All the hard work finally paid off for Paddy Wallace on Sunday afternoon as he got to strut his stuff for the full eighty minutes of a Test match.
With his only previous cap against South Africa lasting just two minutes, Wallace understandably cut a nervous figure before the start of Ireland's Guinness Autumn Series encounter with the Pacific Islanders.
But the 27-year-old need not have worried as his innate footballing ability, broken-field sniping and pinpoint place-kicking allowed him fit right in at Lansdowne Road.
Thanks to a well-worked try and a near flawless kicking display - he was successful with nine out of his 11 kicks at goal - the Ballymena clubman tallied up 26 points by the finish, proving he is a real option for Ireland at number 10.
After taking the plaudits in his first start and deservedly claiming the man-of-the-match award, Wallace admitted: "I was happy with just about all aspects of my game and was pleased to finish with 26 points.
"I'm glad my kicking was good. Whenever I was in camp over the past few weeks I've worked hard with our kicking coach Mark Tainton. Fortunately, that paid off.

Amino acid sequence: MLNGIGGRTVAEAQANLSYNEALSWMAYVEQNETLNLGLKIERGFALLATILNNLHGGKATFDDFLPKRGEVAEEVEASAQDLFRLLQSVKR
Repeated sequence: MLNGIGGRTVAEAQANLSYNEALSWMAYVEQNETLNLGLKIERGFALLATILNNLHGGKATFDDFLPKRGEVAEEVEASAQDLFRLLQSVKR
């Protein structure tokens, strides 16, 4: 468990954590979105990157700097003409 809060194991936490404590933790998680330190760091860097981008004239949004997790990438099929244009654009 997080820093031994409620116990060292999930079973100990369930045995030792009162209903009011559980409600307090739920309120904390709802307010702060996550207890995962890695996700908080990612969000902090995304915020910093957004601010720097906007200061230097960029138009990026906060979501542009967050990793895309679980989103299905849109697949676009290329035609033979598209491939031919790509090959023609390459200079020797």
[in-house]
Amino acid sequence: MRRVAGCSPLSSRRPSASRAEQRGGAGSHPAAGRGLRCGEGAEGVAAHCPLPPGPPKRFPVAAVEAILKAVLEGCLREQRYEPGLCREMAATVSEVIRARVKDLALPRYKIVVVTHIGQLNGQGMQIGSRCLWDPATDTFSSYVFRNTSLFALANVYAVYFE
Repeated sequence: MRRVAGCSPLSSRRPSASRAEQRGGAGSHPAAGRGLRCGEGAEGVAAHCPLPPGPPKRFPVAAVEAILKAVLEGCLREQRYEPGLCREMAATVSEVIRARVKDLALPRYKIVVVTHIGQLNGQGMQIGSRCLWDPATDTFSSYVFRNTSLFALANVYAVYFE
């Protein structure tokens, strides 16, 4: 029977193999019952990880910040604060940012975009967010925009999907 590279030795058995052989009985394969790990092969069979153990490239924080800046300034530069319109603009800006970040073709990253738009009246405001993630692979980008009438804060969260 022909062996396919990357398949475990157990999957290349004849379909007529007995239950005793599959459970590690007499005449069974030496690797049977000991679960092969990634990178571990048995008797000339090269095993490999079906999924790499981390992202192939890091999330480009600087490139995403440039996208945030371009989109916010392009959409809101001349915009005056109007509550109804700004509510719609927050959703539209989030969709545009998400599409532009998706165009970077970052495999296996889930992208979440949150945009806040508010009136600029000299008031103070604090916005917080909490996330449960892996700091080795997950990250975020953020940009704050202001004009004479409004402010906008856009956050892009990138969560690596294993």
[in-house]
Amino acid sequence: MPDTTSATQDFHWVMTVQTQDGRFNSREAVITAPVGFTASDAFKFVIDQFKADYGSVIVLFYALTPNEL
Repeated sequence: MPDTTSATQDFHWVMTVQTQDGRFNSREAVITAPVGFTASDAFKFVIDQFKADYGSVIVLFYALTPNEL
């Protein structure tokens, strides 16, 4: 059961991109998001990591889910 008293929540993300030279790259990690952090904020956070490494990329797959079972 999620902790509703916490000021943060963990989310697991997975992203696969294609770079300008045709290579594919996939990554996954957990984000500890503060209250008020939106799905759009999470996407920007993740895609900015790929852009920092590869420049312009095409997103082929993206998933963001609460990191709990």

"My try came from some nice work from Strings (Peter Stringer) - I just got on to the end of a good pass from him.
"I got my hands on the ball early which was what I was hoping for, given it was my first full start.
"Getting comfortable early was a big thing. I wasn't as nervous as I thought I'd be but that was because I got my hands on the ball early," he added.
"It was a job well done. The whole series has gone well for Ireland."
Wallace was quick to single out Shane Horgan and Brian O'Driscoll, who played outside him at 12 and 13, for special praise.
"I'm coming into a winning team with a lot of confidence, so it was easy for me with Shane (Horgan) and Brian (O'Driscoll) taking a lot of pressure off me - I was lucky to have them today.
"It was also great to be involved in the send-off to Lansdowne Road. These are memories I'll cherish. It was very emotional out there at the end and I just felt privileged to be part of it."
It has been a long road for Wallace - it was 2002 when he was first called into an Irish senior squad and the following year saw him go uncapped at the World Cup - but after getting himself fully-fit and making an authoritative first start, he is no longer in the shadows at international level.
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